Chicago, Chicago is a 2-player simulation of the Chicago Democratic Convention Riots of April 1968. One player takes on the role of the demonstrators while the other runs the civil forces at Mayor Daley’s disposal—the beat cops, plainclothesmen and even the National Guard. The goal of both sides is to look good for the cameras in order to maximize positive media exposure.
This is another of S&T’s cardboard insert games, and there isn’t much in the way of production values. I printed out the countersheets onto colored construction paper (blue for the cops, green for the hippies), and then glued them onto poster board. The map came in four sections, which printed out and taped together. Both the counters and map are attractive–the counters for the hippies all have some type of hand silhouette, while the cops have other appropriate symbols. I’m a big fan of black and white silhouette counters. The map depicts much of Chicago, with the neighborhoods rendered in an area-movement fashion.
The game is divided into 12 8-hour turns spanning April 25-28. The demonstrators pick one of three parks (Lincoln, Grant or Washington) to start their initial forces while the cops are spread out across the city. The demonstrators come in four strength levels, increases in strength stemming from certain types of successful encounters. The two higher-strength level hippies also have more movement (two instead of one). The beat cops come in three levels, and there are also plainclothes detectives who are the toughest. All police units have a movement of three.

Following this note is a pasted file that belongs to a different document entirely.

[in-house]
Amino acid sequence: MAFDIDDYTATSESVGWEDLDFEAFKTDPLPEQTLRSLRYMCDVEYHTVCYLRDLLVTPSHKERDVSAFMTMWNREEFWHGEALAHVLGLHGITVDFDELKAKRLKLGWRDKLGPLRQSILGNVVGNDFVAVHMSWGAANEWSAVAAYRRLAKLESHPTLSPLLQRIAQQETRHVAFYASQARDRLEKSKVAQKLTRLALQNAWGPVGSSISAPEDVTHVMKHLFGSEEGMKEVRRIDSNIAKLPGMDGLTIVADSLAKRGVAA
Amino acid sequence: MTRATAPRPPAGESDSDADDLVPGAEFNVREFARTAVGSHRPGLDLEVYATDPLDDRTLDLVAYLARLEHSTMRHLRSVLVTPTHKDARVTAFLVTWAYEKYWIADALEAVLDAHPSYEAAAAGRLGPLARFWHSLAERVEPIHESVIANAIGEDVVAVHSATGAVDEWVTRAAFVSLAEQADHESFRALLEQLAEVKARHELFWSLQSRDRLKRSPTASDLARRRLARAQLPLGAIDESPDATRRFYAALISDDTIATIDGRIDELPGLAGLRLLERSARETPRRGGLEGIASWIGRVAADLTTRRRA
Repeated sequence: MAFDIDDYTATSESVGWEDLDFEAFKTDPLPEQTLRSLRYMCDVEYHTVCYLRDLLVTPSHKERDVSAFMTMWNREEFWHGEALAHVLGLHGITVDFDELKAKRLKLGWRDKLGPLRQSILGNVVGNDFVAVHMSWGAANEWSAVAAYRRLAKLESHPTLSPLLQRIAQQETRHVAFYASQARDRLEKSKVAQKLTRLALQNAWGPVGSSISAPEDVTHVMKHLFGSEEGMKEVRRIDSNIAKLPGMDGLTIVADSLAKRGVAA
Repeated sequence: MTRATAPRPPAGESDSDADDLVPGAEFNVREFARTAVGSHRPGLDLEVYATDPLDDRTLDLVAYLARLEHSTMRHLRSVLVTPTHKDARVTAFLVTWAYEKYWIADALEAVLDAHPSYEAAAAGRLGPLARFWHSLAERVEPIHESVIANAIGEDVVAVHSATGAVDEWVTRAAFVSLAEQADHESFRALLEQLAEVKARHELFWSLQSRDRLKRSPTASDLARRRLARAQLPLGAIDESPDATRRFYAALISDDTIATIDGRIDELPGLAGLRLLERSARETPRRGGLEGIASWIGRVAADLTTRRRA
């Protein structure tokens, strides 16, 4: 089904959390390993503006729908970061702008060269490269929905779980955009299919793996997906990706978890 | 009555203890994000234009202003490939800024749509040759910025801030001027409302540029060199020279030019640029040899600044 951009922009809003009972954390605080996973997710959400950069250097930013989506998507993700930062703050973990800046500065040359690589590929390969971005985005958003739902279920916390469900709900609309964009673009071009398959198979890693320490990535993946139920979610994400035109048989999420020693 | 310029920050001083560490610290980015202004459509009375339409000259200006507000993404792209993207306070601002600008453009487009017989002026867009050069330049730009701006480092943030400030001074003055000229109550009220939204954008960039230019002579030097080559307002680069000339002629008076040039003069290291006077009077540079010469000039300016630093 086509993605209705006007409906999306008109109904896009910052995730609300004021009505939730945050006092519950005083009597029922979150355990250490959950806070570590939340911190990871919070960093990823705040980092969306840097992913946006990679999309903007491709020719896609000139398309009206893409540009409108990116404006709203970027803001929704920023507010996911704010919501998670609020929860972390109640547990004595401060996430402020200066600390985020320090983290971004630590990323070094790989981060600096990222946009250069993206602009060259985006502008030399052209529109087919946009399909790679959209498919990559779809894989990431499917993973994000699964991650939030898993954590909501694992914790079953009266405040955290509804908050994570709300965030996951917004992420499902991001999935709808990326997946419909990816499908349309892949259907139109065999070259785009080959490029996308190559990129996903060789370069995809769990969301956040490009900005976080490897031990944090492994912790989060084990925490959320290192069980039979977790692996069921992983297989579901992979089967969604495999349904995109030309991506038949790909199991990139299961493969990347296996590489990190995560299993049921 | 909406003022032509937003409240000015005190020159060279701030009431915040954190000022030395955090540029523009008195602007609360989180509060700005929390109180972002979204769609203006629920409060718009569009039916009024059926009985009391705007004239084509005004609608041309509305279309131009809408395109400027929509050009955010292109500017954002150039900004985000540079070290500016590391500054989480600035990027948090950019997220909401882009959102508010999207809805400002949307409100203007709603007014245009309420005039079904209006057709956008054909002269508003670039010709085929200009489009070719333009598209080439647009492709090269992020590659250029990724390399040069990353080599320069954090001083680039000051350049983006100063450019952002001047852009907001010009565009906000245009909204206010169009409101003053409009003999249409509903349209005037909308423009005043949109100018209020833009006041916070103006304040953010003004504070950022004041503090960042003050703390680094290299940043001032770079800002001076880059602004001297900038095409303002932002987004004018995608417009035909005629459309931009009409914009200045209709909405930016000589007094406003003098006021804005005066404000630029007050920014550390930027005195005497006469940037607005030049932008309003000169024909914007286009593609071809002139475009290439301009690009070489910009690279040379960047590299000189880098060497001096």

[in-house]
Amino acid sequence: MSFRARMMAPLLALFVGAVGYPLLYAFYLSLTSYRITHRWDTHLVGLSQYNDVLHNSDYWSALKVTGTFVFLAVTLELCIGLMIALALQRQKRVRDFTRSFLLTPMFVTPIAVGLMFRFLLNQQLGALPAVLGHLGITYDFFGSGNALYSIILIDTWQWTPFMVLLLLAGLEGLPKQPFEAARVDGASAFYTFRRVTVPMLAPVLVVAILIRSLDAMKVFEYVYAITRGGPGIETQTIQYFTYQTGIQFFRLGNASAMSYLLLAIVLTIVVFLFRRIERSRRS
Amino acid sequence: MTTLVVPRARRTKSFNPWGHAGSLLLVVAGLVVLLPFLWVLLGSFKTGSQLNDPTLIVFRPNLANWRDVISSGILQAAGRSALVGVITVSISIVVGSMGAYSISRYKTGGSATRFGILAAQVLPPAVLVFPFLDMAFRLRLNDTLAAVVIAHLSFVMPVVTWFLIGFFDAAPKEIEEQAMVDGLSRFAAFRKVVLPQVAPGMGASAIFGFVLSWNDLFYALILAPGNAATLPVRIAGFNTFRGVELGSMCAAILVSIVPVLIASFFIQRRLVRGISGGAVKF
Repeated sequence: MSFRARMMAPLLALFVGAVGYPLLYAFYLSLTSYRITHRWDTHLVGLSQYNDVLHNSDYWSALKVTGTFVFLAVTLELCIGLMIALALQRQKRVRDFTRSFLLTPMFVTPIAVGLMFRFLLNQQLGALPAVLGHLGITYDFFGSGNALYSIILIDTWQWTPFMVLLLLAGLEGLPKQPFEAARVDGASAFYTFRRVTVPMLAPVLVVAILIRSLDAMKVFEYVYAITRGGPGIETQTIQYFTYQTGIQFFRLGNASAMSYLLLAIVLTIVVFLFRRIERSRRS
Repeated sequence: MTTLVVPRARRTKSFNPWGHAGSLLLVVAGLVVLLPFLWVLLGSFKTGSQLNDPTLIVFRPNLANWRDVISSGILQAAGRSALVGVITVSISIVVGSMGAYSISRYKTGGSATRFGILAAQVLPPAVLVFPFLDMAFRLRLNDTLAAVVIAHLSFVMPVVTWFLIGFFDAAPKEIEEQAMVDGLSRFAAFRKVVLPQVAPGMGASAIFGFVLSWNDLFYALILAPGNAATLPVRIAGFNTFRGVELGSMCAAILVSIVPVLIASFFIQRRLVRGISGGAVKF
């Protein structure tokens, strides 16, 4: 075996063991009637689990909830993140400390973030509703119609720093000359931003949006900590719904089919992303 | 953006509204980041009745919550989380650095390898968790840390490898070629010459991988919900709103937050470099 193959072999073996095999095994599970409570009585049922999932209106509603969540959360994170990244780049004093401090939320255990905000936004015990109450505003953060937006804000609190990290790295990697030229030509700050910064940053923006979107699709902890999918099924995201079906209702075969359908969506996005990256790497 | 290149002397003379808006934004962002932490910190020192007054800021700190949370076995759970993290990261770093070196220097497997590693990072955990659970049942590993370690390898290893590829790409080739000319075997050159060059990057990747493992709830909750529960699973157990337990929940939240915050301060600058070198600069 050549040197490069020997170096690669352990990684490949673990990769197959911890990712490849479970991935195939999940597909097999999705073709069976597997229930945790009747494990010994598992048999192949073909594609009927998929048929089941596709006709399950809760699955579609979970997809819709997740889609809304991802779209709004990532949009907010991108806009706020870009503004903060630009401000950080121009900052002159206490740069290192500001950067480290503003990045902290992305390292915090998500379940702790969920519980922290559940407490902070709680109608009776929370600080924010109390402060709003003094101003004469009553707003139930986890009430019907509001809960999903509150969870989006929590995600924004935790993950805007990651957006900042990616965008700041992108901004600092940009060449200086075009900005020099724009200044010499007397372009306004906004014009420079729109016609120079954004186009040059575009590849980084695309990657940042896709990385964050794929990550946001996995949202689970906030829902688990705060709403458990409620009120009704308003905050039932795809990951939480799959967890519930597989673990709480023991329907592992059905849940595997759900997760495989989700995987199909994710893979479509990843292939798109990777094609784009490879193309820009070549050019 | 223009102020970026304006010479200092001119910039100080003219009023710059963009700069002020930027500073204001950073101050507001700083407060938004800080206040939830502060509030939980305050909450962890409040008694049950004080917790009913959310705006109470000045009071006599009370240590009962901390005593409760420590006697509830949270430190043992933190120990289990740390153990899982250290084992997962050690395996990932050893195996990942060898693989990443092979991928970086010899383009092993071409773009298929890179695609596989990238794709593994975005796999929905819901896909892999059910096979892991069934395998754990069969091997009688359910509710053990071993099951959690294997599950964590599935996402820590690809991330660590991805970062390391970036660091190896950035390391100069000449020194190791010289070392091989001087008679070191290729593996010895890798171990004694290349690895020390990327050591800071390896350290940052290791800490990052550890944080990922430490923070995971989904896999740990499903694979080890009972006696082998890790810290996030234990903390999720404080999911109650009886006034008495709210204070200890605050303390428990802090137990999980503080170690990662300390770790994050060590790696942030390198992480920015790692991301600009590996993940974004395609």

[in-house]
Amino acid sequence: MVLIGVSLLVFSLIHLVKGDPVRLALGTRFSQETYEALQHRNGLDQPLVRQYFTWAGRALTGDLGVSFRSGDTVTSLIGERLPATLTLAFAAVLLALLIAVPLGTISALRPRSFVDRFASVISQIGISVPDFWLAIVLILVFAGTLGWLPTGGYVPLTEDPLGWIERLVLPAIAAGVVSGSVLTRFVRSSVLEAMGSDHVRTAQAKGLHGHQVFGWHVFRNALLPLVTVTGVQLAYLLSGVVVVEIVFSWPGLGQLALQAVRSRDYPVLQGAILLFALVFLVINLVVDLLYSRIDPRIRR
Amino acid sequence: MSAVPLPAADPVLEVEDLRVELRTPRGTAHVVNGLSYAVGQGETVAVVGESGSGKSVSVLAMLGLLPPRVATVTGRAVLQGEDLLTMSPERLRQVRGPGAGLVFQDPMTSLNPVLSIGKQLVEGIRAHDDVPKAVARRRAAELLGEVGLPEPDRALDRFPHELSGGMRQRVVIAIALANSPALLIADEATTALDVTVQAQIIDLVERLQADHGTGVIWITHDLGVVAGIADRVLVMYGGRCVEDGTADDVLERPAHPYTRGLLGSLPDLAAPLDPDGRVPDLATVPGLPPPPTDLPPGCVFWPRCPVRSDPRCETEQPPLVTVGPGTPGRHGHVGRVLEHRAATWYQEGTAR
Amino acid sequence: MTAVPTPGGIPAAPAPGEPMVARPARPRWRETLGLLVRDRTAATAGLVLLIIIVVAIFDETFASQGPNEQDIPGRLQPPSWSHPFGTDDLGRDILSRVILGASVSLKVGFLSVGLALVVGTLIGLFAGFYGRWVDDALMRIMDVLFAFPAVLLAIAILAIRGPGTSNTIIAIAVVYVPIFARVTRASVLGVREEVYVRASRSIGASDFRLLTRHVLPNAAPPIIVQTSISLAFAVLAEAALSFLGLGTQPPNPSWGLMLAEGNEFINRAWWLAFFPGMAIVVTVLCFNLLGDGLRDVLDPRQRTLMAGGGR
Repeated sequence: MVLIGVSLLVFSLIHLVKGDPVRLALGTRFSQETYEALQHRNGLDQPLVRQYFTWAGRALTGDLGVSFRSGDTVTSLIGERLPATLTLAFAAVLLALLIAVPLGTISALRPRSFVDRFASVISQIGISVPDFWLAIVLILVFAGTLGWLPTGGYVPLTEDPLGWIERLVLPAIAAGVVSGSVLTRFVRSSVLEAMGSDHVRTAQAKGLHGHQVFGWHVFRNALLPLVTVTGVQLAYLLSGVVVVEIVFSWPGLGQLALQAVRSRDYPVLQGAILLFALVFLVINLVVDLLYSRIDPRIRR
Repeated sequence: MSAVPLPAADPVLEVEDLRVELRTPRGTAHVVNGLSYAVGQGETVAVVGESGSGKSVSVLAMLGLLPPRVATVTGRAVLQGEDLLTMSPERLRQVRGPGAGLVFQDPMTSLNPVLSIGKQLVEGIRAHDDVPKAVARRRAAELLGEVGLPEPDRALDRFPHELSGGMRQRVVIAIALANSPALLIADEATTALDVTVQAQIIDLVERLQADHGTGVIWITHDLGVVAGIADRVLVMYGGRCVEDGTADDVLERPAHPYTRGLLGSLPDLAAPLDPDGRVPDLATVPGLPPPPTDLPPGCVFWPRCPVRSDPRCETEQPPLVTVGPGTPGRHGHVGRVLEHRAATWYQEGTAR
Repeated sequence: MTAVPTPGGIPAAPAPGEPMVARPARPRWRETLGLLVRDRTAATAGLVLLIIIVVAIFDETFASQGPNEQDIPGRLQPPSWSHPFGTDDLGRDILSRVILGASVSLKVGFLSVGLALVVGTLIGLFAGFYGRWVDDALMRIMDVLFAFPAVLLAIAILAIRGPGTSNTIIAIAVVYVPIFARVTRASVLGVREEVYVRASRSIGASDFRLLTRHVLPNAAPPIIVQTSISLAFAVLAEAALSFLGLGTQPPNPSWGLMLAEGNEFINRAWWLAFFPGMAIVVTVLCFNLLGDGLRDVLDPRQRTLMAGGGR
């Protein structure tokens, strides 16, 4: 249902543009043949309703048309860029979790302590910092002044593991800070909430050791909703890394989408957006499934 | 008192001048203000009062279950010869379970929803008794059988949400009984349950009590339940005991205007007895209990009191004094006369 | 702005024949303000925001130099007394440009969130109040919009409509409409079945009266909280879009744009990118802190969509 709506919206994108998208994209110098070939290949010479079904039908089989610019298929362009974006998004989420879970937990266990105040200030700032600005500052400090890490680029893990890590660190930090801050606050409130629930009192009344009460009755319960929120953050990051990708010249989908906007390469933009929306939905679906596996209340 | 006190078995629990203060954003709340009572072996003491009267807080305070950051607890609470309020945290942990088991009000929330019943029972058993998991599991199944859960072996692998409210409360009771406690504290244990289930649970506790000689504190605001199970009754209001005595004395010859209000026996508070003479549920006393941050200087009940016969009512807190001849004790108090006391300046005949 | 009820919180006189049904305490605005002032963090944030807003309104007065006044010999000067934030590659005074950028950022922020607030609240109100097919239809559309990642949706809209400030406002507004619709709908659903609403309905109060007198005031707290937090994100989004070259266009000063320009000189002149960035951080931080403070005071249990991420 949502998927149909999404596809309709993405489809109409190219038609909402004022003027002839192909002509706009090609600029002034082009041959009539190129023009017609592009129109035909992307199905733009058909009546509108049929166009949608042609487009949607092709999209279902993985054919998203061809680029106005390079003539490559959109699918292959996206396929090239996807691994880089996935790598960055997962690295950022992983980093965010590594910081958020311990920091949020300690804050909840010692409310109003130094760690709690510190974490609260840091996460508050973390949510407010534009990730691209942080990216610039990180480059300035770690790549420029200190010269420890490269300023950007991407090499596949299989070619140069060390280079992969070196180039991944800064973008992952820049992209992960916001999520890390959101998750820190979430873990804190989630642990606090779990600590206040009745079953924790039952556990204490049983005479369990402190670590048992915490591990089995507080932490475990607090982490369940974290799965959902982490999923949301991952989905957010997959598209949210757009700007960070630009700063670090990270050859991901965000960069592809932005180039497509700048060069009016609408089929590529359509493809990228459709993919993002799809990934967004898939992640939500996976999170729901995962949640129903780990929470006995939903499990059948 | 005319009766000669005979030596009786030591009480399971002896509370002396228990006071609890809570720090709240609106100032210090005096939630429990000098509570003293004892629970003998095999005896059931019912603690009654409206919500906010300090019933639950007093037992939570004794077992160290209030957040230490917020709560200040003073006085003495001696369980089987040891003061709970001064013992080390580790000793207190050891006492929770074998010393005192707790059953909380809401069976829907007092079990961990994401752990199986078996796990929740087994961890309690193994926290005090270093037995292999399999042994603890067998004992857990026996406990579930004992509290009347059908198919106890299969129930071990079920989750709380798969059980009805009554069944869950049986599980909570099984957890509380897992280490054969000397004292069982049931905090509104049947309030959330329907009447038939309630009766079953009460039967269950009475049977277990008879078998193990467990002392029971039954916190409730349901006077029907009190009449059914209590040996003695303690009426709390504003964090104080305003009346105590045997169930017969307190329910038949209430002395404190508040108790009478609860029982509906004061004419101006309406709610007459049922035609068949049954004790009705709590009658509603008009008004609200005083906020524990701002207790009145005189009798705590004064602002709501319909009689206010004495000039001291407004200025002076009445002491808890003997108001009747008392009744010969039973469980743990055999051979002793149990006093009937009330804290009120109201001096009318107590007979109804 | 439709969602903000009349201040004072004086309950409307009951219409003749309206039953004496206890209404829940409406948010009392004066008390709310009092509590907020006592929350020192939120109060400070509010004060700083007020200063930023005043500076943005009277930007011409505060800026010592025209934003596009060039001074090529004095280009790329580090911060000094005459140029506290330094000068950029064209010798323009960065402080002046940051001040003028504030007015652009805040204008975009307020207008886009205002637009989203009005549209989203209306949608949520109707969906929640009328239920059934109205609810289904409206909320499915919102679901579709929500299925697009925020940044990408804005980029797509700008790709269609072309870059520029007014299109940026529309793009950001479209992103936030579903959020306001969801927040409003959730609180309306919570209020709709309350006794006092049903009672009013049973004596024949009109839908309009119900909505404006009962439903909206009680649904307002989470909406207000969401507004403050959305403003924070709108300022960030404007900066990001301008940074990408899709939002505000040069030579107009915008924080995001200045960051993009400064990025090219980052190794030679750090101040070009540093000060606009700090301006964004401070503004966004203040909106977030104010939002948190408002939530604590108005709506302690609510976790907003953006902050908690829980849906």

Each 8-hour turn, the demonstrators move and then can engage in conflict with any cops they find. As they are a mob, they all must attack all of the units in whatever space they are in. Attacks at less than 1:1 are not allowed. The cops then get to move and attack. In parks, all cops must attack all hippies, but out of parks, the cops can make targeted attacks on individual hippie pieces. Combat is done on one of three tables: Harass (with one of the sides losing unit levels, eliminating units if the levels go below the minimum), Disperse (which tends to increase unit levels), and Assault (police only; it is very effective if done at high odds, but at low odds, it generally results in a demonstrator being shot, which ends the game).